Wednesday, 23 May 2007

Darfur: The silence massacre

Darfur's crisis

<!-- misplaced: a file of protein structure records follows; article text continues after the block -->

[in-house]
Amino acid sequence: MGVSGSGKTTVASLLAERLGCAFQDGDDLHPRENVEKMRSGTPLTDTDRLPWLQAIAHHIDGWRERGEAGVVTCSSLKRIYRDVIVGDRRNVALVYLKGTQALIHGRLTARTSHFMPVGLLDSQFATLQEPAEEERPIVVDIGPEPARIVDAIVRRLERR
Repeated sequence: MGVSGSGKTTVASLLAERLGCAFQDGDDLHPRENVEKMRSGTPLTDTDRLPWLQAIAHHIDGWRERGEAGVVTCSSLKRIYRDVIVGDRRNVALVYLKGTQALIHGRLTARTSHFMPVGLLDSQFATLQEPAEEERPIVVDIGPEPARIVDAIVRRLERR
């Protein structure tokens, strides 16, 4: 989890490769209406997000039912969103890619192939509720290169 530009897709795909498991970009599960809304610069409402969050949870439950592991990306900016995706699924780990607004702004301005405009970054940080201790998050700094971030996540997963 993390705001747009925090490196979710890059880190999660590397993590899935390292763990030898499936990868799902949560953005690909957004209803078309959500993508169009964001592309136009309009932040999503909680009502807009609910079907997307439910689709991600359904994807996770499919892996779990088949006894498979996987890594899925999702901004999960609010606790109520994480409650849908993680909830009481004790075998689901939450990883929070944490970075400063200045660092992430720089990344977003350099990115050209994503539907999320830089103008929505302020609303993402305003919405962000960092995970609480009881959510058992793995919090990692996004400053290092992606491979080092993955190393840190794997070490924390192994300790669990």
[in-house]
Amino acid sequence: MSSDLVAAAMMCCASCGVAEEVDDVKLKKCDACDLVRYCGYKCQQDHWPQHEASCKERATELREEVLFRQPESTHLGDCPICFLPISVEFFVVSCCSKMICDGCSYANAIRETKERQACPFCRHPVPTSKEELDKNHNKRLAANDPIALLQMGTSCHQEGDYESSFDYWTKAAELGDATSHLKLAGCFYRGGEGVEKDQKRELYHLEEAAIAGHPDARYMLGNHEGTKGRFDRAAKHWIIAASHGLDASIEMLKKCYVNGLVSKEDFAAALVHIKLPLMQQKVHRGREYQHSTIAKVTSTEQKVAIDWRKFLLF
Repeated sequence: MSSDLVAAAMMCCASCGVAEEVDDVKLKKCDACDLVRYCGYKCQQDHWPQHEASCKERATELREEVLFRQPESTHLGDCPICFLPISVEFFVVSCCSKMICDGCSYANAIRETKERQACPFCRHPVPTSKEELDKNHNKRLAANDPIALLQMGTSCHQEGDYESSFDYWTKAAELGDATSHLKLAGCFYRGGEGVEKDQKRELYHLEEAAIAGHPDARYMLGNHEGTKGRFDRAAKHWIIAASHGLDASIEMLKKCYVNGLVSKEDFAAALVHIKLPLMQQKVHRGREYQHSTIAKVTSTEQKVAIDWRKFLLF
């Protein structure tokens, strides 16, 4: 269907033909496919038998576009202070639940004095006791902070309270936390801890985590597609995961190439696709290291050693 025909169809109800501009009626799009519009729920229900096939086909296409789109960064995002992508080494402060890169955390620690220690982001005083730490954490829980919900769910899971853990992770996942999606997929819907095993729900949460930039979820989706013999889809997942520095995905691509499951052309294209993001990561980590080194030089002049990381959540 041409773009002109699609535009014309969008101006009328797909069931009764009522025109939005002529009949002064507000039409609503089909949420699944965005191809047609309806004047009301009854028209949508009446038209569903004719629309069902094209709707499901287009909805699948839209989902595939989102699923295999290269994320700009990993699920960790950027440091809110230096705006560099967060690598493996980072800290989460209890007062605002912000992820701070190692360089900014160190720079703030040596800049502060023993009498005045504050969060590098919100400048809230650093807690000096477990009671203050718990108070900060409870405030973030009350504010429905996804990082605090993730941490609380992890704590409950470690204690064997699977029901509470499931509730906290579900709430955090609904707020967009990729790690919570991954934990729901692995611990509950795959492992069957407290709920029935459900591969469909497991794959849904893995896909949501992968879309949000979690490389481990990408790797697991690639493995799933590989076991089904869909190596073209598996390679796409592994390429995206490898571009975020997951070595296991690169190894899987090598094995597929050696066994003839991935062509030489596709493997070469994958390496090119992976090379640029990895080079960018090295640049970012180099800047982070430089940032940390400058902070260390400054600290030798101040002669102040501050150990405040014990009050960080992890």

The situation in Darfur, Sudan, has drawn much attention in the last few months. For an African country it has surprisingly received much widespread coverage in the Western media. Significantly it has been the focus of attention for many western politicians, particularly George Bush and Tony Blair, a focus perhaps only second to Iraq when it comes to foreign affairs. The fact that leaders such as Tony Blair and George Bush are raising apparent concern for Darfur and it’s people is enough to raise suspicions in itself. The rather simplistic view presented by the western media has been one of the Sudanese regime arming ‘Arab’ militias, the Janjaweed, to attack the native 'Black African' population in Darfur. The US regime has gone as far as calling the actions 'genocide' on the part of the Sudanese regime. However, after witnessing the aggressive, violent and illegitimate occupations of Iraq and Afghanistan it is only right that one examine the situation in Darfur very closely rather than taking these statements at face value. Certainly it is true that fighting is and has been taking place in Darfur. In fact many aid agencies estimate that hundreds of thousands may have been killed, with estimates varying from 50,000 up to half a million, with 200,000 being the most likely figure. Another 2.5 million people have been displaced from their homes as refugees. Yet much of the western media and International community have chosen to ignore many of the facts surrounding this conflict in yet another strategically positioned Muslim country in the world. It is important to recognise that the Sudanese regime, Janjaweed or Arab militia and the rebels in Darfur are all Muslims. The Janjaweed are drawn from the Baggra (‘Baqqarah’ in Arabic) tribes, mainly Bedouin herders whilst the rebels come from the Fur, Zaghawa and Massaleit tribes, mainly land tillers. The Sudanese regime has been fighting several rebel groups drawn from these tribes opposed to it’s rule. The conflict started in 2003 when a rebel group started attacking Sudanese regime targets after accusing Khartoum of neglecting the area. There are two main rebel groups, the Sudan Liberation Army (SLA) and the Justice and Equality Movement (JEM). The conflict has also spilled over into Chad, which is fighting it’s own civil war with both the Sudanese and Chad regimes accusing each other of supporting their respective opposing rebel forces.The Darfur rebels themselves have internal differences. The SLA and the JEM have merged into the National Redemption Front lead by a former Darfur governor after the SLA split, with the larger faction lead by Minni Minnawi agreeing to the Darfur Peace Agreement (DPA) with the Sudanese regime in May 2006. Unlike the civil war in Sudan, which was fought by the primarily Muslim north against the minority Christian South, all parties in this conflict are Muslim. Thus the presentation of the conflict as one of 'Arabs' against 'Africans' is not accurate and is deliberately misleading. All of the people are black African, indigenous and Muslim. Sudan is a country of more than 40 million people, 70% of whom are Muslim, made up of more than 80 different ethnic groups and tribes, speaking many different languages including Arabic. Of these, nearly 8 million live in Darfur, an area the size of France. Studying Sudan's past history gives an understanding as to the basis of Darfur and the whole of Sudan's current problems. Sudan is a country that only achieved independence from British rule in 1956. Prior to that it was captured by a proxy Anglo-Egyptian force in 1899 following the defeat of the Mahdist forces, with Egypt itself being part of the British Empire at that time. Darfur itself was actually captured by the British in 1916, after which financial support from Khartoum for the outer regions such as Darfur ebbed away creating wealth inequalities in Sudan as a whole. The British implemented a number of polices to ensure their continued colonial rule. They divided Sudan into north and south, developing the north whilst isolating the south from northern Sudan. They prevented people from the north entering the south. They actively discouraged the spread of Islam, the practice of Islamic customs and introduced Christian missionaries and sought to reintroduce what they called the indigenous ‘African’ identity. Most important of all during the 1920s and 1930s the British sought to rule indirectly by strengthening pliant village sheikhs in the north and tribal leaders in the south, helping to create a fractured and weak ruling system in Sudan.As in other similar conflicts, poverty is one of the issues fuelling the current conflict today, compounded by nationalistic and tribal rivalries between the people in Darfur. After it's independence Sudan struggled with it’s first civil war before in the 1970s it overcame this and adopted policies more independent from the West. However peace was not permanent and in 1983 the civil war in Sudan restarted which eventually came to an end again in 2003. The Americans supported the Christian rebels during this conflict. No sooner had a peace agreement been agreed to end the second civil War, the Darfur conflict had started. Sudan's short history of sovereignty has seen little peace with outside forces playing a major part in helping to destabilise a resource rich and strategically important country. The other point of fact that is not widely reported is that Darfur is rich with oil, as is the rest of southern Sudan. The oil from Darfur accounts for $4 billion of revenue for the Sudanese regime, over half of the regime's income. Most importantly the current Sudanese regime has close ties with China, which has strong oil interests in Darfur, with Sudan supplying up to 10% of China’s oil imports. America has oil interests in neighbouring Chad but has been shut out of Sudan. It is remarkable that despite apparent concerns for the people of Darfur, issues such as oil and rivalry between powers such as China and America are largely overlooked in the international western media. Indeed towards the south in neighbouring Uganda there is also internal strife, led by the Christian Lord's Resistance Army, where similar ethnic killings are taking place, with rebels operating from southern Sudan, yet very few people would even be aware of this. As with other developing countries, countries such as Sudan are vulnerable to external forces that covertly exploit local problems and help foster opposition to the central regime depending upon their particular interest. Little wonder then that the Darfur rebels seem surprisingly well armed and funded. If America chose to launch an illegal war and invasion of oil rich Iraq, how can one reasonably expect America not to be motivated by the same in Darfur again?This is why calls for outside intervention by western powers need to be viewed in this context. The UN resolution 1706 passed in August 2006 calling for the deployment of up to 20,000 UN peacekeepers - to replace the current 7000 African Union force- only creates an avenue for foreign intervention in Sudan as a first step towards loosening control over Darfur from the Sudanese regime. As with other Muslim lands, this is another opportunity for colonialists to gain a foothold in this resource rich land by seeking to somehow legitimise their intervention under the guise of the UN, which is simply nothing more than a tool for predatory colonial powers that are locked in their never ending rivalry for resources. In this case if America cannot gain access to the oil, than at the very least it will seek to deny China being able to access oil in the region by helping to create and perpetuate the conflict. The other assertion often portrayed in the western media is that Sudan's regime is 'Islamic'. This is not true. Like all other Muslim countries it implements some aspects of Shari’ah along side many other non-Islamic laws and does not fulfil the conditions of a true Islamic State which can only be on the method of Allah’s messenger (saw), the Khilafah. Moreover the spilling of innocent Muslim blood such as that in Darfur, in which the regime has clearly played a role, is not permitted and is a severe crime under the Shari’ah and the Sudanese regime is a transgressor like many other regimes plaguing the Muslim world today. Sudan's regime is oppressive towards it's own people having illegitimately seized power. It came to power via a military coup prolonged by the facade of rigged elections, whilst being courted by outside nations such as China, who have their own interests at heart and continue to provide diplomatic and military support. Just recently China agreed to increase military support. By looking further back at Sudan's history one can see the inspiration for a real solution to the problems at hand. Islam was introduced into North Africa hundreds of years ago, with Islam entering much of the Darfur region as well as other parts of Sudan in the 14th century. Most of the Muslim rulers modelled their ruling on the Khilafah, although the Funj Sultanate of Sinnar was not directly under the control of the Uthmani Khilafah at the time until 1821. Yet this still brought together people irrespective of ethnicity and prosperity ensued. This is because the people put aside their petty rivalries and were united on the basis of Islam. Today the only way out of Sudan’s internal fighting is to unify the people around Islam leaving aside all ethnic and tribal affinities, which can only come with the proper implementation of Islam. Only the establishment of the Khilafah in the Muslim lands will remove corrupt regimes such as the Sudanese regime and safeguard the Muslims in Sudan from greedy colonial powers. It will look after the affairs of all the Muslims not only in Darfur but in the rest of Sudan and beyond and help heal ethnic divisions between the many different tribes. We know that Islam took the divided Arabs during the time of the Messenger of Allah (saw) from a pathetic divided lot to a position of great power as Islam ruled from the west coast of Africa to the Indus Valley in the Indian sub-continent within 100 years under the Khilafah. As Sudan’s history shows, any externally enforced solutions can only serve predatory colonial powers at the expense of the Muslims in Darfur. Once again it is being proven that because of the weakness of the Muslims, because of the absence of the Khilafah, Muslim blood is now also being spilt with impunity in Sudan as well.